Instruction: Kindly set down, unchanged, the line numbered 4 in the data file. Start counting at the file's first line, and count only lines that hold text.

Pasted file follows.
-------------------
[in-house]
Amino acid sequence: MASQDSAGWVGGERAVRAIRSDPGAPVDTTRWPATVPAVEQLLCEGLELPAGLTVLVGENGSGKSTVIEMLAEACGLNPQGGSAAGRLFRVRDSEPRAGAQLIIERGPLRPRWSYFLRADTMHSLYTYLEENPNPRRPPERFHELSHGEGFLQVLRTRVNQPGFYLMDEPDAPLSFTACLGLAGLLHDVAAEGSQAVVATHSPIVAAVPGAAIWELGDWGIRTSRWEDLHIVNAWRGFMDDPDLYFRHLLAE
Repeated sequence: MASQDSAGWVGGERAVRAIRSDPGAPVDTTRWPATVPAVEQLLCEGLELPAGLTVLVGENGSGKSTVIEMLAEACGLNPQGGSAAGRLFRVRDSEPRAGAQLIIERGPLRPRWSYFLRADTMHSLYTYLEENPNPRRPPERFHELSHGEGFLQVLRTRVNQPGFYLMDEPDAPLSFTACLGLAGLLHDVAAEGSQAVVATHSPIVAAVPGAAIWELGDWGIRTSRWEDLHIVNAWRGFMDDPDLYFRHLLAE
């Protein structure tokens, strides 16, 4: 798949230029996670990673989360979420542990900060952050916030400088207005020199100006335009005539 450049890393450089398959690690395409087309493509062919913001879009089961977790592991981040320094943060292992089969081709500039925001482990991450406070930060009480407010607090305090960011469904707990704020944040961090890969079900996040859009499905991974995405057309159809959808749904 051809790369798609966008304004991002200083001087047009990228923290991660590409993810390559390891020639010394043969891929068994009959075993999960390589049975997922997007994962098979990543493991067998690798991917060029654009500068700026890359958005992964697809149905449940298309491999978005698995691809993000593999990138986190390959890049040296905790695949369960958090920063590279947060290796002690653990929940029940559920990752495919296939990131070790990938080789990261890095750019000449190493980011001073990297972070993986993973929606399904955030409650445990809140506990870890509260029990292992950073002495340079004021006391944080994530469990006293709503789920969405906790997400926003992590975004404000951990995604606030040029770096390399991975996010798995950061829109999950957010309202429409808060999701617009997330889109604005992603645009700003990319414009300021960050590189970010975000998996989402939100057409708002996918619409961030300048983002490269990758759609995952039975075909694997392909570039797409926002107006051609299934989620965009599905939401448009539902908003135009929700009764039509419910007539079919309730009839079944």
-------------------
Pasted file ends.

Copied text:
């Protein structure tokens, strides 16, 4: 798949230029996670990673989360979420542990900060952050916030400088207005020199100006335009005539 450049890393450089398959690690395409087309493509062919913001879009089961977790592991981040320094943060292992089969081709500039925001482990991450406070930060009480407010607090305090960011469904707990704020944040961090890969079900996040859009499905991974995405057309159809959808749904 051809790369798609966008304004991002200083001087047009990228923290991660590409993810390559390891020639010394043969891929068994009959075993999960390589049975997922997007994962098979990543493991067998690798991917060029654009500068700026890359958005992964697809149905449940298309491999978005698995691809993000593999990138986190390959890049040296905790695949369960958090920063590279947060290796002690653990929940029940559920990752495919296939990131070790990938080789990261890095750019000449190493980011001073990297972070993986993973929606399904955030409650445990809140506990870890509260029990292992950073002495340079004021006391944080994530469990006293709503789920969405906790997400926003992590975004404000951990995604606030040029770096390399991975996010798995950061829109999950957010309202429409808060999701617009997330889109604005992603645009700003990319414009300021960050590189970010975000998996989402939100057409708002996918619409961030300048983002490269990758759609995952039975075909694997392909570039797409926002107006051609299934989620965009599905939401448009539902908003135009929700009764039509419910007539079919309730009839079944």